The Airbus A380 lives on, for now.
The Dubai-based airline Emirates threw a lifeline on Thursday to the A380, the world’s largest passenger aircraft, putting in a $16 billion order for up to 36 of the planes to be delivered starting from 2020. The agreement, which includes a firm commitment to buy 20 aircraft and an option for 16 more, comes just days after Airbus said it would end production of the A380 if it did not receive more orders.
When Airbus started delivering the A380 a decade ago, it pitched the plane as the future of aviation, offering a solution to airport congestion and to increased demand for international travel. The number of planes that can land at an airport on a given day is limited, the European company argued, so the A380, with the capacity to carry more than 500 passengers, would allow airlines to transport more passengers.
But the bet on the four-engine plane turned out to be a financial disaster for Airbus as the industry increasingly used smaller airports, a shift that favored its main competitor, Boeing, and other manufacturers of midsize aircraft.
Airbus did not book any orders for the A380 last year; in fact, orders for two planes were canceled. The poor performance for the aircraft overshadowed an otherwise decent year for the company. On Monday, John Leahy, Airbus’s chief operating officer, said that if the company were unable to agree on a deal with Emirates, the superjumbo’s days might be numbered.
The deal announced on Thursday gave Airbus some respite — the company needs six to eight orders a year to ensure it can continue to manufacture the A380.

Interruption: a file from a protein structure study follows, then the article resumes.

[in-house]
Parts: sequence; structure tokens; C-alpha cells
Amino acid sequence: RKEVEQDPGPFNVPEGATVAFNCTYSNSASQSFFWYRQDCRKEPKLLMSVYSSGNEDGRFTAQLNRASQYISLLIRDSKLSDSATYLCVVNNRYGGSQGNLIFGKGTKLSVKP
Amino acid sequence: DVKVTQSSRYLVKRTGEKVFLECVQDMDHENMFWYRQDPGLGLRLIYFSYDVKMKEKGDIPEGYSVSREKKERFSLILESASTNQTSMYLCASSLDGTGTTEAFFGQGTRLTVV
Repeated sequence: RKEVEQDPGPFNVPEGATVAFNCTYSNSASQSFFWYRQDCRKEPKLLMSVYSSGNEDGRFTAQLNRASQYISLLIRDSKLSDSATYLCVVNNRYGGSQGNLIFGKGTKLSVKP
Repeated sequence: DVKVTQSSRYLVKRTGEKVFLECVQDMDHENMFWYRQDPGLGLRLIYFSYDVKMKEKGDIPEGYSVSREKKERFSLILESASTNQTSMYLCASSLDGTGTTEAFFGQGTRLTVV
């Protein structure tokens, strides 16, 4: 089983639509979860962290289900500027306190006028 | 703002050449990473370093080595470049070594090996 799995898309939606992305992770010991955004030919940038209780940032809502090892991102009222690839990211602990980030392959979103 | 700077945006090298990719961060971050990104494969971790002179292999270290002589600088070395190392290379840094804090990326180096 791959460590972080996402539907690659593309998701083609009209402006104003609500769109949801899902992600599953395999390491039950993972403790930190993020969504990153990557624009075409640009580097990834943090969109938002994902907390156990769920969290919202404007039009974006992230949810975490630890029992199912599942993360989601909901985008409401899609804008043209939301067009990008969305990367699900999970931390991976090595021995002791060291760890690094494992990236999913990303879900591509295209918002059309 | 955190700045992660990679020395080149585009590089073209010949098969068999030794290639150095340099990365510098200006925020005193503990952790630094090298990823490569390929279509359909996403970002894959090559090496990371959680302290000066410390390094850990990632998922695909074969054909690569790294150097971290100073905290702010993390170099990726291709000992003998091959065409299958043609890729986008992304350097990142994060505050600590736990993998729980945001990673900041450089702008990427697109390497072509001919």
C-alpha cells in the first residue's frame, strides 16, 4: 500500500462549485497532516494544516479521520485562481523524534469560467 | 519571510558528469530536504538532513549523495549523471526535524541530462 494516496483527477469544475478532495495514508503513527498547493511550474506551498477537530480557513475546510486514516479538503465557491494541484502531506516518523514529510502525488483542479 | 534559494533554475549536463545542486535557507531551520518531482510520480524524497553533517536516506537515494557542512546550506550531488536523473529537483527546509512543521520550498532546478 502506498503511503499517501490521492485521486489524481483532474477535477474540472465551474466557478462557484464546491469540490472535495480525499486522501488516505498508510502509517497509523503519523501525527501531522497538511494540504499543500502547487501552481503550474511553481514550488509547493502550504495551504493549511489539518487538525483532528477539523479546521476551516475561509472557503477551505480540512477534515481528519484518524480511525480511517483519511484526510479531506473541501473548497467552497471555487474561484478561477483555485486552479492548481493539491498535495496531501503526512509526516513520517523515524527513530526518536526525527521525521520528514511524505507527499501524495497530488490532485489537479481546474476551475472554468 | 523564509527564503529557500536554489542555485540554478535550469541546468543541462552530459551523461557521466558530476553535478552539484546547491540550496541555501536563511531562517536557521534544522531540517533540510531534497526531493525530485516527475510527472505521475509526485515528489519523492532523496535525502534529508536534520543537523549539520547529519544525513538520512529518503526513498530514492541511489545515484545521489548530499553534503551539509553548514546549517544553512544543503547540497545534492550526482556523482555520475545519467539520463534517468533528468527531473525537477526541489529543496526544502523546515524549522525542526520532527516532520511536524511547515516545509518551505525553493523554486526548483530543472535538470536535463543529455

“This new order underscores Airbus’s commitment to produce the A380 for at least another 10 years,” Mr. Leahy said in a statement. “I’m personally convinced more orders will follow Emirates’ example and that this great aircraft will be built well into the 2030s.”
With passenger traffic doubling every 15 years or so, Airbus will be looking to keep production of the A380 going, betting that constraints on expanding airport capacity will eventually make the superjumbo look appealing again, said Andrew Charlton, the managing director of Aviation Advocacy, a consulting firm.
Emirates has also been buying Boeing’s 787 Dreamliners, midsize planes which give it flexibility in expanding its network. But the A380 order nevertheless fits in with a broader strategy, Mr. Charlton said. The airline’s business model of flying between major hubs requires large planes and the order will go some way toward maintaining its fleet.
Sheikh Ahmed bin Saeed al-Maktoum, the chairman and chief executive of Emirates, said in a statement, “We’ve made no secret of the fact that the A380 has been a success for Emirates.”
“This order will provide stability to the A380 production line,” he added.